Throughout history, the world has witnessed many great women of strength who managed to tap into
their Everyday Power to leave an indelible mark on society.
The beginning of the fight for women’s suffrage in the United States
, which predates Jeannette Rankin’s entry into Congress by nearly 70 years,
grew out of a larger women’s rights movement
Image courtesy of the Library of Congress
Alice Paul (second from left), chairwoman of the National Woman’s Party, and officers of the group in front of their Washington headquarters, circa 1920s. They are holding a banner emblazoned with a quote from suffragist Susan B. Anthony: “No self-respecting woman should wish or work for the success of a party that ignores her sex.
Image courtesy of the Library of Congress
Rebecca Latimer Felton of Georgia, the first woman to serve in the U.S. Senate, poses at her desk in the Senate Office Building. Felton’s appointment to an unexpired term in 1922 lasted a single day.
Living the Legacy: The Women’s Rights Movement (1848-1998)
“Never doubt that a small group of thoughtful, committed citizens can change the world. Indeed, it’s the only thing that ever has.” That was Margaret Mead’s conclusion after a lifetime of observing very diverse cultures around the world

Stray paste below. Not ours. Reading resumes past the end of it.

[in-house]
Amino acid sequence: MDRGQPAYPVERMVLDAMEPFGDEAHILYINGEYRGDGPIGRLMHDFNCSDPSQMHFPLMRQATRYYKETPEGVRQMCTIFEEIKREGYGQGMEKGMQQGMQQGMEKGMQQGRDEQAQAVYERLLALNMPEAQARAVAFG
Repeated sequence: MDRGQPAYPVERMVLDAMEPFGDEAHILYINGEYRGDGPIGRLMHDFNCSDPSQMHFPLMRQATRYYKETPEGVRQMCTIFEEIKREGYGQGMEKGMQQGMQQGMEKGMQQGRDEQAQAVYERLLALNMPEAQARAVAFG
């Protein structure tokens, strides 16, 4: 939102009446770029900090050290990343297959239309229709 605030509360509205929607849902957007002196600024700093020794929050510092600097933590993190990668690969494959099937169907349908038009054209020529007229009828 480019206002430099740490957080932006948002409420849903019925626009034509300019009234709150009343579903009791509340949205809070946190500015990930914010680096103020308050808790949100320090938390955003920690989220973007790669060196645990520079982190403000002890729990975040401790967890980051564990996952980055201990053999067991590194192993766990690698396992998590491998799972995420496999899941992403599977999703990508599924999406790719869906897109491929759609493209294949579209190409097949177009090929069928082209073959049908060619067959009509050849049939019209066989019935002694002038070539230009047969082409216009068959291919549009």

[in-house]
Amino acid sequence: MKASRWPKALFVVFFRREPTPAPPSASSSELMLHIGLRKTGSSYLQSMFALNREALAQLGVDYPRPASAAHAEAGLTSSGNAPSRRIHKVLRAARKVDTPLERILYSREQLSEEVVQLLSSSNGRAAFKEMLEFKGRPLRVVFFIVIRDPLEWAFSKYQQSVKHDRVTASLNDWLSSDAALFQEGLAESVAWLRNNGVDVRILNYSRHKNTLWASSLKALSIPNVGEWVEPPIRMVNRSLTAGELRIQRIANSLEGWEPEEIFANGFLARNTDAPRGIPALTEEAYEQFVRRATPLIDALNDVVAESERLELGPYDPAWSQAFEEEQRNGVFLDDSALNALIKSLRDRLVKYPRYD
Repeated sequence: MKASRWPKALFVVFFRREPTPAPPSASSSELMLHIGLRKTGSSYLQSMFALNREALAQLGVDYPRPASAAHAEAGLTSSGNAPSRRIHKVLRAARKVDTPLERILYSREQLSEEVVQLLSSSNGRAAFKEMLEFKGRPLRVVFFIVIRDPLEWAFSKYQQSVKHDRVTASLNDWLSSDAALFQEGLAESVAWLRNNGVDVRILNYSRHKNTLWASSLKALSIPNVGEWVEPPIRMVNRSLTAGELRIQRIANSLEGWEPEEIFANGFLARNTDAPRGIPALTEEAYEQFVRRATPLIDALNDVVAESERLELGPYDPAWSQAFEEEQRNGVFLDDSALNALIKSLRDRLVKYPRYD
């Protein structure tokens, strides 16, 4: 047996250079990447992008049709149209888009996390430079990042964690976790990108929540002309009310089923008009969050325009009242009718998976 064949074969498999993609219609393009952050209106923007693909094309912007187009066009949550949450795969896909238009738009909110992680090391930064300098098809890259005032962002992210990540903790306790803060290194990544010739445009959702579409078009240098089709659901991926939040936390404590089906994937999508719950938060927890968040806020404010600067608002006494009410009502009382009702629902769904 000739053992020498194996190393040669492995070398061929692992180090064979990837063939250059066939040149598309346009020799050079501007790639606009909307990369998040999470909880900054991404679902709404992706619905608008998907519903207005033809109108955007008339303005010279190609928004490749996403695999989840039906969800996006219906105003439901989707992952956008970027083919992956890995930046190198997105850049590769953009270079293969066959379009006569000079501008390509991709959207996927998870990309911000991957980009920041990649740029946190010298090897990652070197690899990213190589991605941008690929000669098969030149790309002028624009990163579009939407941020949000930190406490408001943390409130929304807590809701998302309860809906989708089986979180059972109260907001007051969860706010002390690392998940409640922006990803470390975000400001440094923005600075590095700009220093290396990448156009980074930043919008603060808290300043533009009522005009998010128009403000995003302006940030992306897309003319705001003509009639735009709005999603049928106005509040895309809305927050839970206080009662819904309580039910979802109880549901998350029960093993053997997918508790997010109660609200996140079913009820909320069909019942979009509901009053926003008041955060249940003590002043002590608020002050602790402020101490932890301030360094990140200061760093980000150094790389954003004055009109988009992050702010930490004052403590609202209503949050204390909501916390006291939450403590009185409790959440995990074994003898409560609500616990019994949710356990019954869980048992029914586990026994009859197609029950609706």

Her insight has been borne out time and again throughout the development of this country of ours. Being allowed to live life in an atmosphere of religious freedom, having a voice in the government you support with your taxes, living free of lifelong enslavement by another person. These beliefs about how life should and must be lived were once considered outlandish by many. But these beliefs were fervently held by visionaries whose steadfast work brought about changed minds and attitudes. Now these beliefs are commonly shared across U.S. society
The story goes on and on....
Violence against women is rooted in discrimination and inequality, making it challenging to address. Men and women who have not had opportunities to question gender roles, attitudes and beliefs, cannot change them. Women who are unaware of their rights cannot claim them. Governments and organizations without access to standards, guidelines and tools cannot adequately address these issues. Once evidence accumulates and awareness grows, the potential for stopping all forms of violence does too.